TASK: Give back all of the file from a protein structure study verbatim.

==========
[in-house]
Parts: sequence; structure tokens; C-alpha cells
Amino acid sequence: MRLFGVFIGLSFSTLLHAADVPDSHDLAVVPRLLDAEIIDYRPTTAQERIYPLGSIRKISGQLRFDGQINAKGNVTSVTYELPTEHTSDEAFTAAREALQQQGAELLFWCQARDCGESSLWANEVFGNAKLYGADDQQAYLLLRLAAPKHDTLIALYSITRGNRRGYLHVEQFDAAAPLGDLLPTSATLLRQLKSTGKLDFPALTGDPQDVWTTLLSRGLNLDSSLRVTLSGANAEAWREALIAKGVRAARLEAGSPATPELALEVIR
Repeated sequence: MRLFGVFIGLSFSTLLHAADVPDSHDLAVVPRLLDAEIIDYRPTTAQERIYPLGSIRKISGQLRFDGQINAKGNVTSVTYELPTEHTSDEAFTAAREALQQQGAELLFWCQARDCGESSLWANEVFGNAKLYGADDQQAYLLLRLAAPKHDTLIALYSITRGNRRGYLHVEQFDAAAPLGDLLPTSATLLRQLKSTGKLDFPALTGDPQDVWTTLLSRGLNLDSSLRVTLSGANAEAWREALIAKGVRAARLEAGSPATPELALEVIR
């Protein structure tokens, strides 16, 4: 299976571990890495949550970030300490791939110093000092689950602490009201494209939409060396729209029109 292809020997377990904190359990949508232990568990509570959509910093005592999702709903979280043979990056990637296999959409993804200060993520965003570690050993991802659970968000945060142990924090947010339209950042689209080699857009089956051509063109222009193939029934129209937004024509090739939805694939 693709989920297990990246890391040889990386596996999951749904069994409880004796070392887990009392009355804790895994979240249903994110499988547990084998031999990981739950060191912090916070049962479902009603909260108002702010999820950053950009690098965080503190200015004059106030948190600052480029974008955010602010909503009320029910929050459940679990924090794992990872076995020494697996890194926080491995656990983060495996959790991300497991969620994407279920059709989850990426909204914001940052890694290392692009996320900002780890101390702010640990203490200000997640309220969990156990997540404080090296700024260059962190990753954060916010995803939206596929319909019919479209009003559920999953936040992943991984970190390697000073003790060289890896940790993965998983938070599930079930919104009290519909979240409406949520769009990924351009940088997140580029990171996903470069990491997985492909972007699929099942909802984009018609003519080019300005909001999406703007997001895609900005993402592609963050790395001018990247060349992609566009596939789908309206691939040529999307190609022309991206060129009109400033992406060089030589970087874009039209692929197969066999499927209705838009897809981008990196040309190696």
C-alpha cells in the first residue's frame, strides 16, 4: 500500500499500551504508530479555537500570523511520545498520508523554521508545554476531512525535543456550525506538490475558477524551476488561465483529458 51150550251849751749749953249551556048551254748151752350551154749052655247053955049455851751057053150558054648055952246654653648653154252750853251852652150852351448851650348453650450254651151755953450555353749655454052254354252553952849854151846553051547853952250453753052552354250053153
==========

[in-house]
Parts: sequence; structure tokens; C-alpha cells
Amino acid sequence: MRLFGVFIGLSFSTLLHAADVPDSHDLAVVPRLLDAEIIDYRPTTAQERIYPLGSIRKISGQLRFDGQINAKGNVTSVTYELPTEHTSDEAFTAAREALQQQGAELLFWCQARDCGESSLWANEVFGNAKLYGADDQQAYLLLRLAAPKHDTLIALYSITRGNRRGYLHVEQFDAAAPLGDLLPTSATLLRQLKSTGKLDFPALTGDPQDVWTTLLSRGLNLDSSLRVTLSGANAEAWREALIAKGVRAARLEAGSPATPELALEVIR
Repeated sequence: MRLFGVFIGLSFSTLLHAADVPDSHDLAVVPRLLDAEIIDYRPTTAQERIYPLGSIRKISGQLRFDGQINAKGNVTSVTYELPTEHTSDEAFTAAREALQQQGAELLFWCQARDCGESSLWANEVFGNAKLYGADDQQAYLLLRLAAPKHDTLIALYSITRGNRRGYLHVEQFDAAAPLGDLLPTSATLLRQLKSTGKLDFPALTGDPQDVWTTLLSRGLNLDSSLRVTLSGANAEAWREALIAKGVRAARLEAGSPATPELALEVIR
């Protein structure tokens, strides 16, 4: 299976571990890495949550970030300490791939110093000092689950602490009201494209939409060396729209029109 292809020997377990904190359990949508232990568990509570959509910093005592999702709903979280043979990056990637296999959409993804200060993520965003570690050993991802659970968000945060142990924090947010339209950042689209080699857009089956051509063109222009193939029934129209937004024509090739939805694939 693709989920297990990246890391040889990386596996999951749904069994409880004796070392887990009392009355804790895994979240249903994110499988547990084998031999990981739950060191912090916070049962479902009603909260108002702010999820950053950009690098965080503190200015004059106030948190600052480029974008955010602010909503009320029910929050459940679990924090794992990872076995020494697996890194926080491995656990983060495996959790991300497991969620994407279920059709989850990426909204914001940052890694290392692009996320900002780890101390702010640990203490200000997640309220969990156990997540404080090296700024260059962190990753954060916010995803939206596929319909019919479209009003559920999953936040992943991984970190390697000073003790060289890896940790993965998983938070599930079930919104009290519909979240409406949520769009990924351009940088997140580029990171996903470069990491997985492909972007699929099942909802984009018609003519080019300005909001999406703007997001895609900005993402592609963050790395001018990247060349992609566009596939789908309206691939040529999307190609022309991206060129009109400033992406060089030589970087874009039209692929197969066999499927209705838009897809981008990196040309190696």
C-alpha cells in the first residue's frame, strides 16, 4: 500500500499500551504508530479555537500570523511520545498520508523554521508545554476531512525535543456550525506538490475558477524551476488561465483529458 51150550251849751749749953249551556048551254748151752350551154749052655247053955049455851751057053150558054648055952246654653648653154252750853251852652150852351448851650348453650450254651151755953450555353749655454052254354252553952849854151846553051547853952250453753052552354250053153